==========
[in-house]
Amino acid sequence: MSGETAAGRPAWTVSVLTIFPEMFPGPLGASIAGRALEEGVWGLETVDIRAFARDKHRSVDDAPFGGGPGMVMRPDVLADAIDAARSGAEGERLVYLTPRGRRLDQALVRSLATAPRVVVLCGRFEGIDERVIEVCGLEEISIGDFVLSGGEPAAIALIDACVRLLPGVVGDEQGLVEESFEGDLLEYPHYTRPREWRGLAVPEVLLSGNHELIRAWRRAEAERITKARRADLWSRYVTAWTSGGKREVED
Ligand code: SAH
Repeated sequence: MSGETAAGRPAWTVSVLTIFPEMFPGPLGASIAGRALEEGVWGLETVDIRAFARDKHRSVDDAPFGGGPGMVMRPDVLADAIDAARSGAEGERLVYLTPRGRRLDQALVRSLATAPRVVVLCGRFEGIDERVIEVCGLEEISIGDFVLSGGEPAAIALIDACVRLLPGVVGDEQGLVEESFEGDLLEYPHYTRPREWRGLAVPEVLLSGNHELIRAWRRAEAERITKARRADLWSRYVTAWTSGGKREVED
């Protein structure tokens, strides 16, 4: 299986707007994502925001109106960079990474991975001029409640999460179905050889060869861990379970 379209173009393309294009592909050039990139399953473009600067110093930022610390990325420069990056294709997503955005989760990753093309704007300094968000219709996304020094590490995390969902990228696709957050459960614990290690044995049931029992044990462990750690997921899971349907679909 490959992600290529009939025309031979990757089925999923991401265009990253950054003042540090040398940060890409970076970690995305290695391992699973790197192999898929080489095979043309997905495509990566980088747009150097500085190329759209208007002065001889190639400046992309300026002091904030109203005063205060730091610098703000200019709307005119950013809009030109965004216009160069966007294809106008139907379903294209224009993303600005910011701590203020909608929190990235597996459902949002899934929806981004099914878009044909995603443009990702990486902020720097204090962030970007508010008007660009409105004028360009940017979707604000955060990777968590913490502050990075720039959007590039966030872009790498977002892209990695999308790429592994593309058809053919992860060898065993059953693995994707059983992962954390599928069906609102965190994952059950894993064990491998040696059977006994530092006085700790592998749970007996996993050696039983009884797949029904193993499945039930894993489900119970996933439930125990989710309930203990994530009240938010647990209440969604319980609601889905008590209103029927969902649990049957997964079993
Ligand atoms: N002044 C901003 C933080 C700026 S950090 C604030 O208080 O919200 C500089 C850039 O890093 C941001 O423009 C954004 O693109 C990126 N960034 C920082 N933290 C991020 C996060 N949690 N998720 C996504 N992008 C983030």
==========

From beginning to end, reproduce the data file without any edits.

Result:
[in-house]
Amino acid sequence: MSGETAAGRPAWTVSVLTIFPEMFPGPLGASIAGRALEEGVWGLETVDIRAFARDKHRSVDDAPFGGGPGMVMRPDVLADAIDAARSGAEGERLVYLTPRGRRLDQALVRSLATAPRVVVLCGRFEGIDERVIEVCGLEEISIGDFVLSGGEPAAIALIDACVRLLPGVVGDEQGLVEESFEGDLLEYPHYTRPREWRGLAVPEVLLSGNHELIRAWRRAEAERITKARRADLWSRYVTAWTSGGKREVED
Ligand code: SAH
Repeated sequence: MSGETAAGRPAWTVSVLTIFPEMFPGPLGASIAGRALEEGVWGLETVDIRAFARDKHRSVDDAPFGGGPGMVMRPDVLADAIDAARSGAEGERLVYLTPRGRRLDQALVRSLATAPRVVVLCGRFEGIDERVIEVCGLEEISIGDFVLSGGEPAAIALIDACVRLLPGVVGDEQGLVEESFEGDLLEYPHYTRPREWRGLAVPEVLLSGNHELIRAWRRAEAERITKARRADLWSRYVTAWTSGGKREVED
């Protein structure tokens, strides 16, 4: 299986707007994502925001109106960079990474991975001029409640999460179905050889060869861990379970 379209173009393309294009592909050039990139399953473009600067110093930022610390990325420069990056294709997503955005989760990753093309704007300094968000219709996304020094590490995390969902990228696709957050459960614990290690044995049931029992044990462990750690997921899971349907679909 490959992600290529009939025309031979990757089925999923991401265009990253950054003042540090040398940060890409970076970690995305290695391992699973790197192999898929080489095979043309997905495509990566980088747009150097500085190329759209208007002065001889190639400046992309300026002091904030109203005063205060730091610098703000200019709307005119950013809009030109965004216009160069966007294809106008139907379903294209224009993303600005910011701590203020909608929190990235597996459902949002899934929806981004099914878009044909995603443009990702990486902020720097204090962030970007508010008007660009409105004028360009940017979707604000955060990777968590913490502050990075720039959007590039966030872009790498977002892209990695999308790429592994593309058809053919992860060898065993059953693995994707059983992962954390599928069906609102965190994952059950894993064990491998040696059977006994530092006085700790592998749970007996996993050696039983009884797949029904193993499945039930894993489900119970996933439930125990989710309930203990994530009240938010647990209440969604319980609601889905008590209103029927969902649990049957997964079993
Ligand atoms: N002044 C901003 C933080 C700026 S950090 C604030 O208080 O919200 C500089 C850039 O890093 C941001 O423009 C954004 O693109 C990126 N960034 C920082 N933290 C991020 C996060 N949690 N998720 C996504 N992008 C983030």